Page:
In this post, I’d like to tackle a subject that a lot of quilters state they hate: Math. Let me start by saying that I barely graduated high school because I was so awful at math. They put me in a “Housewife’s Math” class with a teacher sitting next to me to graduate – and I learned how to balance a check book, figure out how much a mortgage would cost, average out how much groceries would cost me and I skipped all the algebra and geometry of my peers. It was humiliating but math and I just did not get along. Long division would, quite literally and honestly, send me into convulsions with panic attacks frequent.
So, having said that, let me introduce you to some math that does not make me want to run screaming to the hills. Quilters use math all the time and we have to be good at it (or have a really good pattern to follow) or our quilts just come out …. wrong and weird. Right?
First – How do you figure out how many blocks you need for a specific size quilt? You could use a program to do it for you. You could use a pattern to tell you what to do. But, if you really want to do it yourself, then follow this….
Let’s say you designed your own 12″ block. It’s such a beautiful block and you want to make a quilt out of it! Well, how many of these 12″ blocks that you designed would you need for the average quilt?
Quite some time ago, I wrote down a list of different quilt sizes. I don’t always follow the recommended sizes. I like to be creative and just come up with whatever I want. I use the general guidelines that I wrote down and go from there. However, for today, we’ll use the sizes I wrote down and learn our math.
Crib size: 50″ x 53″ is what I have written.
I have a 12″ block that I think is perfect for a baby quilt. How many do I need for 50″ x 53″???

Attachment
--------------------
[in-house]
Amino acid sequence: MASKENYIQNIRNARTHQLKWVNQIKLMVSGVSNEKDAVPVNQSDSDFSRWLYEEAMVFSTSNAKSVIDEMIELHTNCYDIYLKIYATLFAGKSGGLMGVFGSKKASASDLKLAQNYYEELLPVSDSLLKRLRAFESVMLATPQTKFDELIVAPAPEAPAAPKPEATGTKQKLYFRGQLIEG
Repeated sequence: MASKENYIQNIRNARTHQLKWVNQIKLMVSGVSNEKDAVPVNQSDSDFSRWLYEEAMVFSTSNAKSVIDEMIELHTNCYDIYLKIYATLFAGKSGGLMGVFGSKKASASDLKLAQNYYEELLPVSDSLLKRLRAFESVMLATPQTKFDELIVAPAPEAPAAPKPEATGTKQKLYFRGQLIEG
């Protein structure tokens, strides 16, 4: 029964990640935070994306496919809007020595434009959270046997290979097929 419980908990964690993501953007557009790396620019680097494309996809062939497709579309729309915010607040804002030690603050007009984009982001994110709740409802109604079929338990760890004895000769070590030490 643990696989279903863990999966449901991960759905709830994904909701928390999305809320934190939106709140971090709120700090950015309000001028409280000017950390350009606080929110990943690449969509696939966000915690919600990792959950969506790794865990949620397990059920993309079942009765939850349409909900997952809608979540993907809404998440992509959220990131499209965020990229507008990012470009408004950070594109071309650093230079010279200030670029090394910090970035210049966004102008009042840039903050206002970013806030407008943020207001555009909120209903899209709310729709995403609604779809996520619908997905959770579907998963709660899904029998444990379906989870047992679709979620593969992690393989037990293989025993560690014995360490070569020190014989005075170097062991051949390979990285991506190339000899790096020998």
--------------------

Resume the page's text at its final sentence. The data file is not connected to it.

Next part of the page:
If I divide the length and the width by 12, I get my answer. I need 4 across (perhaps 5) and 4 down (perhaps 5) with no sashing or borders.
Four across and four down equals a crib quilt of 48″ x 48″ with no sashing or borders. If I do 5 across and 5 down, I get a crib quilt that is 60″ x 60″ without any borders and no sashing. What if we want sashing to break up the blocks a bit? They are excellent blocks and need to be framed by sashing.
So, I drew on my graph paper a grid of 4 blocks by 4 blocks. They are 12″. I left a little space between each block so we could play with what size to do the sashing and borders.
4 blocks by 4 blocks is a crib quilt of 48″ x 48″. According to my handwritten chart, I need to make the quilt 50″ x 53″. That means we need 2 inches across and 5 inches down.
Because it wasn’t quite enough to make proper sashing, I shifted my design to 3 blocks across by 3 blocks down. This creates a crib quilt that is 36″ x 36″ long with no sashing or borders. Now what? If it is 36″ x 36″ and we need 50″ x 53″, then we need 14″ added to the width and 17″ added to the length. That’s a tall order and, at this point, I would just decide to make it square.
We have 4 rows on the length to add sashing and borders. We have 4 on the width we could play with, as well. It will be a square quilt when done because I really do not want to play with different sizes on the sashing and borders. I need 14″ for width and 17″ for the length. I would count the rows of sashing that I have to fill and come up with 4 down and 4 across.
Divide 14 x 4 and we have an odd number: 3.5″ That’s a very strange number for sashing, so we’ll do 3″ in each. That gives us a crib quilt of 48″ across and 48″ down (if we do width and length the same).
Now, we can still convert this to a proper size for a crib quilt. We could do 1″ for the side borders to make the width 50″ and we could do a total of 5″ on the length for a border (2.5″ on the top and 2.5″ on the bottom) and we’d have a crib quilt at 50″ x 53″.
Such an odd set but nice, if we have the proper colors and settings. What do you think? Does this help at all? This is how I do things.